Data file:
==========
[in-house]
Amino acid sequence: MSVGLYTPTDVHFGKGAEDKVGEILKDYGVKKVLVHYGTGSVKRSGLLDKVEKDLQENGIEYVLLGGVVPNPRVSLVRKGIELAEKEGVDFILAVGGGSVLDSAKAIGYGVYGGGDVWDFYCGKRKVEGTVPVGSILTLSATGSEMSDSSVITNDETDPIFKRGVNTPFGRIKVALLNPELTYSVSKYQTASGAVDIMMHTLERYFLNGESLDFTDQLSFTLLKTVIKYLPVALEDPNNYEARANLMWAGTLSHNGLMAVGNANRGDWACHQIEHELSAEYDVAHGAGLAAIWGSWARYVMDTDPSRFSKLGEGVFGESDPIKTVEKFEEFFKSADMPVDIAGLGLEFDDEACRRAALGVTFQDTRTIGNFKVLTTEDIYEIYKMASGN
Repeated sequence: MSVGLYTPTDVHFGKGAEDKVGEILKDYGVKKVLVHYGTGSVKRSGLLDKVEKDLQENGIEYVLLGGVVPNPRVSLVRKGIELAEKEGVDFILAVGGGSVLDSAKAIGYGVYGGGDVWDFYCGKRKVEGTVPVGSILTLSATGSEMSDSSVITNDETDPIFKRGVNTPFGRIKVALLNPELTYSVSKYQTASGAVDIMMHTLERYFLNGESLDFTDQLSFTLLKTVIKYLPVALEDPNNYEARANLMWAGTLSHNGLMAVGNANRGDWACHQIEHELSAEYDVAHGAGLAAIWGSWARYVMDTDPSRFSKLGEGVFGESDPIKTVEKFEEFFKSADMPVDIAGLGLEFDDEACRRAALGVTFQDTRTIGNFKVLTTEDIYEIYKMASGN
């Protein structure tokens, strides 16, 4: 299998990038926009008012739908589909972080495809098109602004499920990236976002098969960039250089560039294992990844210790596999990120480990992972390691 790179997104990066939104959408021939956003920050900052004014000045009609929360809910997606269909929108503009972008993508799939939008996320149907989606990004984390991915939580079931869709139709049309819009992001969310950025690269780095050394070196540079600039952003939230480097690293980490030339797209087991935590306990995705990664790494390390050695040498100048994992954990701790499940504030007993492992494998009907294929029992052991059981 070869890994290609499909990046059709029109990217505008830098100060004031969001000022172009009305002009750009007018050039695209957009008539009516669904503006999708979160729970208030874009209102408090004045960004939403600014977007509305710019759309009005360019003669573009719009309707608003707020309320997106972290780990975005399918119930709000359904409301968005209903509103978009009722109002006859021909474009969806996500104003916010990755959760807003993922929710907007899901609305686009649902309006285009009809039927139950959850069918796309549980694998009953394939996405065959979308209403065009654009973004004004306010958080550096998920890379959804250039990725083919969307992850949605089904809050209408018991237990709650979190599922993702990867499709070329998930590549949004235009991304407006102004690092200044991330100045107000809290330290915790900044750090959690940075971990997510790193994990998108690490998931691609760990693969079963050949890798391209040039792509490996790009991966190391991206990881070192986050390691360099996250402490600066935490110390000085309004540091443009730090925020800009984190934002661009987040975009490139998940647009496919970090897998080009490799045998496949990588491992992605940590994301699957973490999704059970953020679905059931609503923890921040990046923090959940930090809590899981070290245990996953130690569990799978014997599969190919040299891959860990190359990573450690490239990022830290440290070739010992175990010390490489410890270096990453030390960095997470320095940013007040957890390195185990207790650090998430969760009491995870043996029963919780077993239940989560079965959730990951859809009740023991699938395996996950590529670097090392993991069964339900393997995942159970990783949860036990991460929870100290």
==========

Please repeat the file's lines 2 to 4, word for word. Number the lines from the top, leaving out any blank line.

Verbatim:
Amino acid sequence: MSVGLYTPTDVHFGKGAEDKVGEILKDYGVKKVLVHYGTGSVKRSGLLDKVEKDLQENGIEYVLLGGVVPNPRVSLVRKGIELAEKEGVDFILAVGGGSVLDSAKAIGYGVYGGGDVWDFYCGKRKVEGTVPVGSILTLSATGSEMSDSSVITNDETDPIFKRGVNTPFGRIKVALLNPELTYSVSKYQTASGAVDIMMHTLERYFLNGESLDFTDQLSFTLLKTVIKYLPVALEDPNNYEARANLMWAGTLSHNGLMAVGNANRGDWACHQIEHELSAEYDVAHGAGLAAIWGSWARYVMDTDPSRFSKLGEGVFGESDPIKTVEKFEEFFKSADMPVDIAGLGLEFDDEACRRAALGVTFQDTRTIGNFKVLTTEDIYEIYKMASGN
Repeated sequence: MSVGLYTPTDVHFGKGAEDKVGEILKDYGVKKVLVHYGTGSVKRSGLLDKVEKDLQENGIEYVLLGGVVPNPRVSLVRKGIELAEKEGVDFILAVGGGSVLDSAKAIGYGVYGGGDVWDFYCGKRKVEGTVPVGSILTLSATGSEMSDSSVITNDETDPIFKRGVNTPFGRIKVALLNPELTYSVSKYQTASGAVDIMMHTLERYFLNGESLDFTDQLSFTLLKTVIKYLPVALEDPNNYEARANLMWAGTLSHNGLMAVGNANRGDWACHQIEHELSAEYDVAHGAGLAAIWGSWARYVMDTDPSRFSKLGEGVFGESDPIKTVEKFEEFFKSADMPVDIAGLGLEFDDEACRRAALGVTFQDTRTIGNFKVLTTEDIYEIYKMASGN
């Protein structure tokens, strides 16, 4: 299998990038926009008012739908589909972080495809098109602004499920990236976002098969960039250089560039294992990844210790596999990120480990992972390691 790179997104990066939104959408021939956003920050900052004014000045009609929360809910997606269909929108503009972008993508799939939008996320149907989606990004984390991915939580079931869709139709049309819009992001969310950025690269780095050394070196540079600039952003939230480097690293980490030339797209087991935590306990995705990664790494390390050695040498100048994992954990701790499940504030007993492992494998009907294929029992052991059981 070869890994290609499909990046059709029109990217505008830098100060004031969001000022172009009305002009750009007018050039695209957009008539009516669904503006999708979160729970208030874009209102408090004045960004939403600014977007509305710019759309009005360019003669573009719009309707608003707020309320997106972290780990975005399918119930709000359904409301968005209903509103978009009722109002006859021909474009969806996500104003916010990755959760807003993922929710907007899901609305686009649902309006285009009809039927139950959850069918796309549980694998009953394939996405065959979308209403065009654009973004004004306010958080550096998920890379959804250039990725083919969307992850949605089904809050209408018991237990709650979190599922993702990867499709070329998930590549949004235009991304407006102004690092200044991330100045107000809290330290915790900044750090959690940075971990997510790193994990998108690490998931691609760990693969079963050949890798391209040039792509490996790009991966190391991206990881070192986050390691360099996250402490600066935490110390000085309004540091443009730090925020800009984190934002661009987040975009490139998940647009496919970090897998080009490799045998496949990588491992992605940590994301699957973490999704059970953020679905059931609503923890921040990046923090959940930090809590899981070290245990996953130690569990799978014997599969190919040299891959860990190359990573450690490239990022830290440290070739010992175990010390490489410890270096990453030390960095997470320095940013007040957890390195185990207790650090998430969760009491995870043996029963919780077993239940989560079965959730990951859809009740023991699938395996996950590529670097090392993991069964339900393997995942159970990783949860036990991460929870100290």